The second type of altar confession, which is seemingly more popular, is the confession amidst the altar call wherein the preacher yet again describes a specific sin or negative mentality that is present within certain constituents of the congregation and the preacher then asks for the whole congregation to close their eyes and bow their head and then for those who know they are guilty of such sin to raise their hand as a confession of the guilt and a signal in faith that they want the Lord to help them. Thus the added advantage to this kind of confession is the fact that the likelihood of drawing the purveying eye of the rest of the congregation to be judged by them is greatly decreased (and usually draws more confessors). Of course, many Apostolics can probably recall times in their life when somehow they were drawn squint their eyes ever so slightly as to see if they could make out who may be confessing to an awkward sin or two around them (as have I done so a few times much to my regret).

Another facet of this kind of confession is in the fact that many preachers fail to clarify when the head bowing, eyes closing is concluded. Thus one is left to continually repeat in their heads after a time of hand confession "is it okay to look now?" The agony of this confusion can be great. However, with persistence and boldness we can overcome this dilemma by simply using common sense to evaluate when the confession process is done. And if we tragically lift our heads and eye lids to find us still in the middle of the confession process, quickly retreat back to head bent position and feel bad that you may have identified one or two sin confessors. And then just to alleviate the guilt raise your own hand in the guilt process to put yourself amongst the rest.

Last Note:

I was in a discussion a couple weeks back with a fellow peer about the utility of confession. I was proposing that because the Catholics have made the "confession" such a trademark of their faith, we have unjustifiably removed the concept of confession altogether within the church which is sad since the idea of confession is not a Catholic one (although its practical interpretation may be). Of course we have the "altar confessions" mentioned above, but when James 5:16 says "Therefore confess your sins to each other and pray for each other so that you may be healed" I have a hard time believing a trip up to the altar or a hand raised without anyone else looking qualifies as this kind of confession. Yet surely the verse is not optional, it is a command. To not have a practical outlet to have confession not only violates scripture but it also allows for a bigger dilemma within the church body wherein if people don't confess their sins one to another and thus forgo the whole awesome confessional process, not only is a "humbling" process forsaken that would come through the confession (and also a time to face the regret of the sin that would come from confession that may not exist in confession to God alone), but also the Body of Christ is removed from one of its awesome privileges and that being the ability to uplift and assist in reconciling the other believers towards Christ. If we go about our walk with God alone, we become self reliant, which is disastrous, because in such a position we can too easily confuse our own opinions and views as those of God Himself and if we can't overcome certain sins in our own self, we have negated the possibility of overcoming the sin through the help of fellow brothers or sisters.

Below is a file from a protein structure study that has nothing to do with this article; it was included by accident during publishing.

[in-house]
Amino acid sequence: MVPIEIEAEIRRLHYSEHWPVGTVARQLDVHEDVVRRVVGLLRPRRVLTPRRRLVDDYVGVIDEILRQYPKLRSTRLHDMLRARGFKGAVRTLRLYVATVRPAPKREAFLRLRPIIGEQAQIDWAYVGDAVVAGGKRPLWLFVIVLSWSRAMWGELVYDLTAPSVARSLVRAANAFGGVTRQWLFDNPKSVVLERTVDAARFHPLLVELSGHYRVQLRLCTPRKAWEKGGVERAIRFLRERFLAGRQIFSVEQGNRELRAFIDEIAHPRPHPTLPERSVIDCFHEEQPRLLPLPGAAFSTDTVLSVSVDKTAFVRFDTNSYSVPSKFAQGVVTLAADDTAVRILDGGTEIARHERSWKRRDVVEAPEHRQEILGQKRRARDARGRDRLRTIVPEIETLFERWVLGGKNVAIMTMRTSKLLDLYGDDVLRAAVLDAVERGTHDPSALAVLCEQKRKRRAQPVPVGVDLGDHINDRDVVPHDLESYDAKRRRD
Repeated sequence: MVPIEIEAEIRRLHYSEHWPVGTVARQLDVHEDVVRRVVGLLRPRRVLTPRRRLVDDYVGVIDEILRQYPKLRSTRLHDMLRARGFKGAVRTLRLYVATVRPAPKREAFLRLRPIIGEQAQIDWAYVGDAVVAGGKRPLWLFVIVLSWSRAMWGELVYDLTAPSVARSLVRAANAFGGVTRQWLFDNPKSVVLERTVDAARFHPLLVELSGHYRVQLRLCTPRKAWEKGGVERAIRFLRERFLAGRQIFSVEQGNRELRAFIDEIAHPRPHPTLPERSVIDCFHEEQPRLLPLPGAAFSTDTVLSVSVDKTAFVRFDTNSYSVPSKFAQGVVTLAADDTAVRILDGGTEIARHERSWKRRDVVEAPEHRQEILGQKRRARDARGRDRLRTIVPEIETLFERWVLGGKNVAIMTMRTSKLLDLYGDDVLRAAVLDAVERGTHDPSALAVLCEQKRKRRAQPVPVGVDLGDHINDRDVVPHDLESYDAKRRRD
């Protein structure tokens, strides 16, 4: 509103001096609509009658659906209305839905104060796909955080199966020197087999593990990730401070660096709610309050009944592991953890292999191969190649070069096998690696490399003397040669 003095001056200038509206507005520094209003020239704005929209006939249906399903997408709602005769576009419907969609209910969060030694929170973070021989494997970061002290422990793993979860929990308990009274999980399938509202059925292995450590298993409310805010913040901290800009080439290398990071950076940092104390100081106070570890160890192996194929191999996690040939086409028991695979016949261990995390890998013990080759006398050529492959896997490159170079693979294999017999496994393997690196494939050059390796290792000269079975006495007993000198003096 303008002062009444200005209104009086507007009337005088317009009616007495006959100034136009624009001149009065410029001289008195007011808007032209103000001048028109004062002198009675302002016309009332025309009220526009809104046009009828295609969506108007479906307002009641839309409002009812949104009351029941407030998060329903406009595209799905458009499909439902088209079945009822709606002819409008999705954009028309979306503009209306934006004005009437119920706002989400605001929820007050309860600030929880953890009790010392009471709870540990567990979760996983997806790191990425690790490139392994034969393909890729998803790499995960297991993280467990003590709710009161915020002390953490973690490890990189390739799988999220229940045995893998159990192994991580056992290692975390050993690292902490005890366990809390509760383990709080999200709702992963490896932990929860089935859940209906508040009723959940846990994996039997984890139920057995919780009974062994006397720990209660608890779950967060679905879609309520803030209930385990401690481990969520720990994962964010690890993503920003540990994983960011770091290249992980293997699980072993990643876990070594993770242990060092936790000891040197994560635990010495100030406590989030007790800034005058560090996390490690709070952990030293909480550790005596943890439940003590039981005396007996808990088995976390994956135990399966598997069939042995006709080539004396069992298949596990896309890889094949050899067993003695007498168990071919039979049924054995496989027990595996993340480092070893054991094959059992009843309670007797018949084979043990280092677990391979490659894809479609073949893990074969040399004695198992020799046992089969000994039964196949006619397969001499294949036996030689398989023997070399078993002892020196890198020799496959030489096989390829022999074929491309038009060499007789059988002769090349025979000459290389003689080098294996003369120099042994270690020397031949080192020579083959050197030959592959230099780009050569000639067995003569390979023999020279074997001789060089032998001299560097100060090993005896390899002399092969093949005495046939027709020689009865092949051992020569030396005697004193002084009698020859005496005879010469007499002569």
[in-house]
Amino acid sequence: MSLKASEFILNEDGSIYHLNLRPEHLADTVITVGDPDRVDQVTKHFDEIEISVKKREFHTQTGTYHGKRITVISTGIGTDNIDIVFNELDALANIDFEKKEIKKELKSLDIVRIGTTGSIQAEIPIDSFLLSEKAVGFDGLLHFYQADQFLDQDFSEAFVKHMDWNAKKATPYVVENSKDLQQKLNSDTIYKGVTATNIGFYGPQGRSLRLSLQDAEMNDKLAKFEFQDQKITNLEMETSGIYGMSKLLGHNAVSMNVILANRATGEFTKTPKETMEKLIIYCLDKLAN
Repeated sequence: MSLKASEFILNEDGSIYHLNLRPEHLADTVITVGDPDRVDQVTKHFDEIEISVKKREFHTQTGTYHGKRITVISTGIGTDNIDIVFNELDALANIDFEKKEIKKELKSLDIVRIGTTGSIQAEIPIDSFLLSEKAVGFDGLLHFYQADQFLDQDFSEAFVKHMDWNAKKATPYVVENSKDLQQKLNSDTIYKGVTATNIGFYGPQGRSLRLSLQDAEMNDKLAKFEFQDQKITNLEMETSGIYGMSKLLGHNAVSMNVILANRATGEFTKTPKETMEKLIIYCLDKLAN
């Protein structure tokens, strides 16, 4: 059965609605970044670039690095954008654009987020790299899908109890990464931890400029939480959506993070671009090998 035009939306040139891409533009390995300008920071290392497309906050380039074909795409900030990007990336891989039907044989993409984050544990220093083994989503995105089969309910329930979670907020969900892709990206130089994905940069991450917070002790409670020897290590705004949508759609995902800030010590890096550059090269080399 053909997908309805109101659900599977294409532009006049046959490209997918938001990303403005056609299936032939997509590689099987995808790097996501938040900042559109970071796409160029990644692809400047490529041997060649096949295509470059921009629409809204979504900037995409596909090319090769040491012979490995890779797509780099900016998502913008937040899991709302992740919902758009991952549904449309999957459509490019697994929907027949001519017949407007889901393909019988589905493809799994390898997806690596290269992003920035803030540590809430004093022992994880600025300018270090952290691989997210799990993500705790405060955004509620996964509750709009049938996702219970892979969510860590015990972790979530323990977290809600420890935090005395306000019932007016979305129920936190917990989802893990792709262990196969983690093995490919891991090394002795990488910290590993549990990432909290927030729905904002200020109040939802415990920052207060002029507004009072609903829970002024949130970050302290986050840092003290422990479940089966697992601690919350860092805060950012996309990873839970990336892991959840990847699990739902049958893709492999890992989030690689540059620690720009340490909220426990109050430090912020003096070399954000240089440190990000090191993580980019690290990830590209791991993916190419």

Of course the downfall is that, the reason for our hesitation, to be honest and open about our sins is the fear of being judged. Which is of course is sad, but in part is a result of the fact that we didn't have openness in confession in the first place. And thus our sins became our own business, and the moment we sniff the sins of another, we ascend higher above them and judged them for their weirdness of the sin, because hearing of another sin from a brother has become foreign to us (and also along the way we have gotten so used to our own sins and not airing them out we forget that strangeness of our own sins).

I guess the question is: is confession possible in this day and age where egocentrism and self-identity is at an all-time high (especially in a capitalistic, democratic society where the emphasis of power is put on the individual above a collective identity)? If it is, how do we implement it? I do think the newer rise in popularity of having accountability partners is a step in the right direction, but what else can we do?